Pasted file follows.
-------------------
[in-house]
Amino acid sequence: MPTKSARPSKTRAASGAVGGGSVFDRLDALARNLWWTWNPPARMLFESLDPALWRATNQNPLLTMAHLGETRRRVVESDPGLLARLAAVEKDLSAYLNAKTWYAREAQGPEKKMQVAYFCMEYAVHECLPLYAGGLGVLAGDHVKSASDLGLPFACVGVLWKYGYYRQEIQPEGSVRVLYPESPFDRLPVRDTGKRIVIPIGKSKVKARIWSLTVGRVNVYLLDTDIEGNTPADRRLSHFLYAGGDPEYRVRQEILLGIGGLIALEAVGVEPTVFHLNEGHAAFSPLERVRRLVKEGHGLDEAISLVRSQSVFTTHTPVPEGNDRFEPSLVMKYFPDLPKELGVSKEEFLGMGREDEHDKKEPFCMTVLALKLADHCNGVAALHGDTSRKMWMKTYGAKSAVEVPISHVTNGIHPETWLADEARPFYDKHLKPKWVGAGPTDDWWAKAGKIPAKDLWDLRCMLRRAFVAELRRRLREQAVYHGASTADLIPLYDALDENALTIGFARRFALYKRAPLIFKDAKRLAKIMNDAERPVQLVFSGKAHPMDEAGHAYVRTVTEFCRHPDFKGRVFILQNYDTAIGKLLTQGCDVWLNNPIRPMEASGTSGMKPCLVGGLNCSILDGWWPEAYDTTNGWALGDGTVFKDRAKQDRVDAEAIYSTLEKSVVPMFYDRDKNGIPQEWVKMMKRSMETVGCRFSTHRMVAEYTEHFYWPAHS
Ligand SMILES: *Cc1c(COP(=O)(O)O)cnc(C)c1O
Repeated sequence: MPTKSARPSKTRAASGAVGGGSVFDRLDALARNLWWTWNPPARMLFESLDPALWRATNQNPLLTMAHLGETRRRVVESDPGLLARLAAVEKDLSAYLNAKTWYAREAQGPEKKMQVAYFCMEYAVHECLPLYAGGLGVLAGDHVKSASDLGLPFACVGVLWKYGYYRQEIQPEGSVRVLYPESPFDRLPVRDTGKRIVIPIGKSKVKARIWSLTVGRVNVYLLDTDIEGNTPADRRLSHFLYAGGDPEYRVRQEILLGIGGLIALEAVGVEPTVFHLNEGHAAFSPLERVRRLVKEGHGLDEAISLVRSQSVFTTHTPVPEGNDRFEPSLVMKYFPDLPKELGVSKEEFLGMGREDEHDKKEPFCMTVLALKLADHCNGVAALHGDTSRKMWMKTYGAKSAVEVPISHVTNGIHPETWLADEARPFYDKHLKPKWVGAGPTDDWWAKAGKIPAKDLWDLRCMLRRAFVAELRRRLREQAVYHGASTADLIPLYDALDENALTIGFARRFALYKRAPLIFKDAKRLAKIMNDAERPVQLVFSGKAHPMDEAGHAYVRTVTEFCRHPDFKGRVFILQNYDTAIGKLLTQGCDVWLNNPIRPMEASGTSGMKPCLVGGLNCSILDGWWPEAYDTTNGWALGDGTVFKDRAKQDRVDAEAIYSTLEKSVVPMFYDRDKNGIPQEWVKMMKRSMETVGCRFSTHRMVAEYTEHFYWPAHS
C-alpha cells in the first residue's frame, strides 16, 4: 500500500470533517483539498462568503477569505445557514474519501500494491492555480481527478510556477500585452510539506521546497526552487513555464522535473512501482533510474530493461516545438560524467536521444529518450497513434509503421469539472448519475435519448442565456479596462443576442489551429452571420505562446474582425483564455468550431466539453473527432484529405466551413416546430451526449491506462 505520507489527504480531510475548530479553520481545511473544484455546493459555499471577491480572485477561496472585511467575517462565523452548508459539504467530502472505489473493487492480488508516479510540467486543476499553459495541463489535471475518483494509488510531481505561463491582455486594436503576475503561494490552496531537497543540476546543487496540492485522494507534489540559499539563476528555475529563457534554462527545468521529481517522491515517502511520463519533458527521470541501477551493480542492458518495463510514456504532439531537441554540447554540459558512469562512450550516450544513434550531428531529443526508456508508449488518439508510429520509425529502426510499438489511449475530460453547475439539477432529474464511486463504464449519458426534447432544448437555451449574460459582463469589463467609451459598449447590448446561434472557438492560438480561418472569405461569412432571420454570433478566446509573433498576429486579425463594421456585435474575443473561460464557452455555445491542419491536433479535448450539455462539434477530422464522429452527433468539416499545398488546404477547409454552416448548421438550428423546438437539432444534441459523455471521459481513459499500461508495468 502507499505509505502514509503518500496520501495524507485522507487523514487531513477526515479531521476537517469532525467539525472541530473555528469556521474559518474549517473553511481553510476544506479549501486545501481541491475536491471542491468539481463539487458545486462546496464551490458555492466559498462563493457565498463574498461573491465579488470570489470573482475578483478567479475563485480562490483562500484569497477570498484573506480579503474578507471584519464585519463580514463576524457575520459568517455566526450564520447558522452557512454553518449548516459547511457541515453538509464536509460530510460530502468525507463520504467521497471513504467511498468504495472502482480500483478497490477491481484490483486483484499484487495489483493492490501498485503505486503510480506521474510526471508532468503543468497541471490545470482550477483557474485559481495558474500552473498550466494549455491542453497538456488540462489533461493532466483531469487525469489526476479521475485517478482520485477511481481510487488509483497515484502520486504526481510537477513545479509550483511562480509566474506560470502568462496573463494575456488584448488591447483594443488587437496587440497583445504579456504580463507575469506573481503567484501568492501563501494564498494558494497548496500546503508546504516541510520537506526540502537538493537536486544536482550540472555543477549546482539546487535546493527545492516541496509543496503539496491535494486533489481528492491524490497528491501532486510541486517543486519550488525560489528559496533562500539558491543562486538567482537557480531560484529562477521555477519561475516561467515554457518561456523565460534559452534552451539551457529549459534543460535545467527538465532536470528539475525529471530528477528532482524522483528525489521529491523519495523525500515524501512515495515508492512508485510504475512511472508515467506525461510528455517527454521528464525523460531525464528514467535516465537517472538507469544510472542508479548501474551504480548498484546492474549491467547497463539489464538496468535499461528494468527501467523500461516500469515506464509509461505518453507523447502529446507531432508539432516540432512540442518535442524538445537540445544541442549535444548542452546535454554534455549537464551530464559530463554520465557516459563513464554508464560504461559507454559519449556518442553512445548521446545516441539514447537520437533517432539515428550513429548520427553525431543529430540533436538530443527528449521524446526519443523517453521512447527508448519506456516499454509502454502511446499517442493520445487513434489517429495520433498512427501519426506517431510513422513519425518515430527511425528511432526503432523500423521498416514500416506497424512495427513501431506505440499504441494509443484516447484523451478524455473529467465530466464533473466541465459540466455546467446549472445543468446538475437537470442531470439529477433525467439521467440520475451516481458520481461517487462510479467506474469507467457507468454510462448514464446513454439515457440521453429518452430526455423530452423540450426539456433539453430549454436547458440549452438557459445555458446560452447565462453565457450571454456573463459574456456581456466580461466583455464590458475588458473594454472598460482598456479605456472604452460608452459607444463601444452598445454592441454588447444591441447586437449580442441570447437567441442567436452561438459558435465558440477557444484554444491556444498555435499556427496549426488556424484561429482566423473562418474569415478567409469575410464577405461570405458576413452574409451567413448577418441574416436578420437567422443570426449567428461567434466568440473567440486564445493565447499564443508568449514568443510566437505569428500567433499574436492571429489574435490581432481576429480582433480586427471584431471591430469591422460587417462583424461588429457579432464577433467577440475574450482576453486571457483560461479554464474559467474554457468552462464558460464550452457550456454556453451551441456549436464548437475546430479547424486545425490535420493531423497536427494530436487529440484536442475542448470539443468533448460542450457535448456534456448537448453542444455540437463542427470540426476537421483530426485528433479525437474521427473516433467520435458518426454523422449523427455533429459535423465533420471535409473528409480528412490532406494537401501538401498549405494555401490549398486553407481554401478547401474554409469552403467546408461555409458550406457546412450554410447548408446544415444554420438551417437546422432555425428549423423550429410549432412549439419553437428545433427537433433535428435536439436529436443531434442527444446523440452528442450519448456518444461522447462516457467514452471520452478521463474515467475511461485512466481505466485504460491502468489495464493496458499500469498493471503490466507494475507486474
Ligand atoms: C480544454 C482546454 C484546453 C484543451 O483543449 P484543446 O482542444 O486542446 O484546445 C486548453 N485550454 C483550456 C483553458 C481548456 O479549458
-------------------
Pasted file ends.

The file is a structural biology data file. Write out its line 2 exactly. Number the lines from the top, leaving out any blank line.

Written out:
Amino acid sequence: MPTKSARPSKTRAASGAVGGGSVFDRLDALARNLWWTWNPPARMLFESLDPALWRATNQNPLLTMAHLGETRRRVVESDPGLLARLAAVEKDLSAYLNAKTWYAREAQGPEKKMQVAYFCMEYAVHECLPLYAGGLGVLAGDHVKSASDLGLPFACVGVLWKYGYYRQEIQPEGSVRVLYPESPFDRLPVRDTGKRIVIPIGKSKVKARIWSLTVGRVNVYLLDTDIEGNTPADRRLSHFLYAGGDPEYRVRQEILLGIGGLIALEAVGVEPTVFHLNEGHAAFSPLERVRRLVKEGHGLDEAISLVRSQSVFTTHTPVPEGNDRFEPSLVMKYFPDLPKELGVSKEEFLGMGREDEHDKKEPFCMTVLALKLADHCNGVAALHGDTSRKMWMKTYGAKSAVEVPISHVTNGIHPETWLADEARPFYDKHLKPKWVGAGPTDDWWAKAGKIPAKDLWDLRCMLRRAFVAELRRRLREQAVYHGASTADLIPLYDALDENALTIGFARRFALYKRAPLIFKDAKRLAKIMNDAERPVQLVFSGKAHPMDEAGHAYVRTVTEFCRHPDFKGRVFILQNYDTAIGKLLTQGCDVWLNNPIRPMEASGTSGMKPCLVGGLNCSILDGWWPEAYDTTNGWALGDGTVFKDRAKQDRVDAEAIYSTLEKSVVPMFYDRDKNGIPQEWVKMMKRSMETVGCRFSTHRMVAEYTEHFYWPAHS